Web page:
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Flinn v. R.M.D. Corp.

United States District Court, W.D. Kentucky, Louisville

June 9, 2014

MICHAEL E. FLINN, Plaintiff,
R.M.D. CORP. and NEAL HARDING, Defendants.


JOHN G. HEYBURN, II, District Judge.

This suit arises from Michael Flinn's failed acquisition of Defendant Neal Harding's interest in RMD Corporation ("RMD"), which owned and operated multiple Hooters restaurants across four states. This Court previously ruled that Flinn could not enforce an alleged agreement due to of Kentucky's Statute of Frauds. Nevertheless, the Court allowed Flinn to amend his complaint to allege quantum meruit, unjust enrichment, equitable estoppel, and fraud. The Court now finds that Flinn subsequently waived all his claims other than those for fraud. He did so by writing in his response to Defendants' summary judgment motion that he "elects to respond [only] to Defendants' arguments about his fraud claim, because this case is at its core a serious fraud claim for which quantum meruit, equitable estoppel and unjust enrichment provide insufficient redress." The Court finds it hard to imagine a more clear way to waive claims short of using the term "waive."

Defendants have now moved for summary judgment on the remaining claim of fraud. The record contains some three years of interactions and business dealings among the parties. To be sure, the parties had obvious disagreements and misunderstandings. But those disagreements fall far short of suggesting fraud. For the reasons that follow, the Court concludes that Flinn's fraud claim cannot succeed.


The most important facts are these.

Flinn was the General Partner and 70% owner of South Pacific Partners, a company that owned franchise rights for Hooters in Australia and New Zealand and hoped to acquire RMD's assets. In mid-2008, during ongoing negotiations for this purchase, Flinn began serving as RMD's unofficial president and, by all accounts, was doing a commendable job. In December 2008, during the worst financial climate since the Great Depression, negotiations for the purchase ended when financing could not be arranged.[1] At that point, Flinn individually began negotiations to purchase Neal Harding's interest in RMD.[2]

Over the weekend of December 13-14, 2008, Harding and Flinn met to discuss the potential deal. Flinn claims that the parties reached a full verbal agreement on a three-year option purchase agreement (hereinafter termed the "Option Agreement") containing the following terms:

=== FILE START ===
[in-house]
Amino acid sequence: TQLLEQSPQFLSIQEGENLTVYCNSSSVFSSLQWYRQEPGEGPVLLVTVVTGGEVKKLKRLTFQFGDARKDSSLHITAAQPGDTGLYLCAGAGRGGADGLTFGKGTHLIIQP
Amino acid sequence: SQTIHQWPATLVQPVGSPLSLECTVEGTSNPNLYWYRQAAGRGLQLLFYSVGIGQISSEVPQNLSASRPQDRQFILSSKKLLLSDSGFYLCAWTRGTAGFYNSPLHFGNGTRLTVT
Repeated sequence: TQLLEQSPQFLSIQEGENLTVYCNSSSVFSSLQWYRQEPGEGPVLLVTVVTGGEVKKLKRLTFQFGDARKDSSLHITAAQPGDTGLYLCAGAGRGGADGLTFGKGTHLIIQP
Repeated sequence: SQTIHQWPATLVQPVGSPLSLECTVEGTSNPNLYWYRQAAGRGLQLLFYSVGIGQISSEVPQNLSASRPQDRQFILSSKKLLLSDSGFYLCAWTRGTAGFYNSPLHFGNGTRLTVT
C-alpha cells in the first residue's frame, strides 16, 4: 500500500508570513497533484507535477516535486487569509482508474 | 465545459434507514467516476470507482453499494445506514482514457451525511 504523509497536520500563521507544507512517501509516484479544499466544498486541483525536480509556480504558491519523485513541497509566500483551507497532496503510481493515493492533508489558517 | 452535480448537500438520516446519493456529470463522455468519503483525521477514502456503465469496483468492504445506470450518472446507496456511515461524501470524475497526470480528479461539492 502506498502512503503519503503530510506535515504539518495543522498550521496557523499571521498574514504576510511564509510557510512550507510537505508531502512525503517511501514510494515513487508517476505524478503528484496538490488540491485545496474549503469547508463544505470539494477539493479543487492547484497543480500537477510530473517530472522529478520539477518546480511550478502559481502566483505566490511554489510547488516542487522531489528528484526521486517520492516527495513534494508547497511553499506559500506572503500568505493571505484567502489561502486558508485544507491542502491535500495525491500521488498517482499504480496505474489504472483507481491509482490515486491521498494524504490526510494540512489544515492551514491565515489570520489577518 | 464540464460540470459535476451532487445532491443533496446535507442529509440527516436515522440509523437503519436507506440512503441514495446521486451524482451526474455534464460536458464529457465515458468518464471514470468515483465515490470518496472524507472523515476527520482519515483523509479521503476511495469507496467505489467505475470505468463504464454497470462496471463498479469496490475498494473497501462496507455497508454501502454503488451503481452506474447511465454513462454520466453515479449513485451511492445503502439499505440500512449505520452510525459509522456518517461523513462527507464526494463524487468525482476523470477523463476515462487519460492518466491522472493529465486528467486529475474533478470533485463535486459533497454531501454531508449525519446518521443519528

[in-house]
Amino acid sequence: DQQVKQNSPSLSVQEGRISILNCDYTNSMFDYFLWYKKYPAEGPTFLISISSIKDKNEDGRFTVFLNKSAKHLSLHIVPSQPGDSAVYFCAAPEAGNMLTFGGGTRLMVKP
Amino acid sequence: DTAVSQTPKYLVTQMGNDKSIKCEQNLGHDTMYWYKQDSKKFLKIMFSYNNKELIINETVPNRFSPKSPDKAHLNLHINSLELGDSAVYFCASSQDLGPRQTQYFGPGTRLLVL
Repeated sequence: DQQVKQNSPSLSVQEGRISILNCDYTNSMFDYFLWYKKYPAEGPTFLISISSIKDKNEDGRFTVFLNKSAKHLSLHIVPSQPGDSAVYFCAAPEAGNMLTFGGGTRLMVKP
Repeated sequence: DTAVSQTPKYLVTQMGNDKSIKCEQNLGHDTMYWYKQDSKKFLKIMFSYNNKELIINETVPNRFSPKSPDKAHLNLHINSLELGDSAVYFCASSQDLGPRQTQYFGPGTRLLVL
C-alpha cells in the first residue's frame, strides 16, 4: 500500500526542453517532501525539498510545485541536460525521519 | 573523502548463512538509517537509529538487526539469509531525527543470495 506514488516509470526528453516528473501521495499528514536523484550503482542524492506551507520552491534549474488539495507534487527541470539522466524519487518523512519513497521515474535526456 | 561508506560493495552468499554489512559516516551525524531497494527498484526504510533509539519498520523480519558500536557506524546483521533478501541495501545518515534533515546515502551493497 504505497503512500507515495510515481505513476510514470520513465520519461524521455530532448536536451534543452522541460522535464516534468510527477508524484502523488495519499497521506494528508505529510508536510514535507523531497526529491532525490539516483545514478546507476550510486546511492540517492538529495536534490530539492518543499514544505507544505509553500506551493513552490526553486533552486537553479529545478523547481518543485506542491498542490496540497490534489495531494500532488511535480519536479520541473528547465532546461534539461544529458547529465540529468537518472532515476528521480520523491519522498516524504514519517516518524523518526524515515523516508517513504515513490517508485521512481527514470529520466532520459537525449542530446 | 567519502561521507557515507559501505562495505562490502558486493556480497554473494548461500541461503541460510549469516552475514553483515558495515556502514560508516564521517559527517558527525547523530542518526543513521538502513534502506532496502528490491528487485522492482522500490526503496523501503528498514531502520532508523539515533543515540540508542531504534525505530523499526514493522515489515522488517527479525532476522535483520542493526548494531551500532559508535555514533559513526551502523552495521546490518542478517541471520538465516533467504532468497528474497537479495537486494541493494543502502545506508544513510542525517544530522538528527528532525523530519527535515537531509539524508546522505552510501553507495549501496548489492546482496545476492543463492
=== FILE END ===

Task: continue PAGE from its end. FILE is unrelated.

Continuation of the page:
a. Flinn would have a three-year option to purchase RMD for a price of $45, 000, 000.00, with the option period running from January 1, 2009 through December 31, 2011;
b. Flinn would serve as the president of RMD and would earn a $300, 000 annual salary, which sum would be retroactive to Flinn's initial informal service as president;
c. Flinn would receive 20% of RMD's pre-tax earnings while acting as president during the three-year option period; the remaining 80% of RMD's pre-tax earnings were to be paid to Harding and applied toward the $45, 000, 000 purchase price of RMD; and
d. The attorney's fees and expenses Flinn incurred in the failed GE/Sun Trust Transaction would be reimbursed.

In exchange for these terms, [3] Flinn would help guarantee some of RMD's debt and serve as its President. Flinn alleges Harding wanted him to have "skin in the game" by "step[ping] up" and guaranteeing "probably up to 20 percent" of RMD's refinancing with First Federal Savings Bank ("FFSB"). Flinn says that the purchase price covered not just Harding's equity stake in RMD but also the underlying real estate free and clear of debt. He says that interest was "never" discussed at the weekend meeting. The parties never reduced the Option Agreement to writing and never signed a similar document.

Harding's recollection of the discussions is quite different. He says that Flinn agreed to continue serving as President and begin receiving a $300, 000 yearly salary, but his service term was not necessarily delineated by any option period. Harding represented that he would accept $45-50 million for his interest in RMD if Flinn could make a $10 million down payment. In return, Harding would finance the remainder of the purchase price over five years, "with 80% of the total cash available for distribution being applied to Flinn's loan with Harding, and, after the full payment of [a specified rate of] interest [to Harding/RMD], Flinn [would] keep[] the remaining 20% of the total cash available for distribution to pay for Flinn's tax liability he would... incur[] by virtue of his ownership of Harding's interest in RMD." Harding is adamant he and Flinn never reached a final agreement in December 2008. Moreover, the deal was never completed because "Flinn was never able to raise the $10 million down payment." The evidence supports this conclusion and, in any event, falls well short of suggesting fraud.

After the weekend meeting, Harding asked Mike Gregory, RMD's General Counsel, to document the major points of the parties' discussion. Flinn later contacted Gregory to discuss it. Defendants produced Gregory's planner pages for December 15, 2008 which described the terms. The notes are inconclusive.[4] Regardless, Gregory did not prepare a draft agreement until sometime in January, 2009.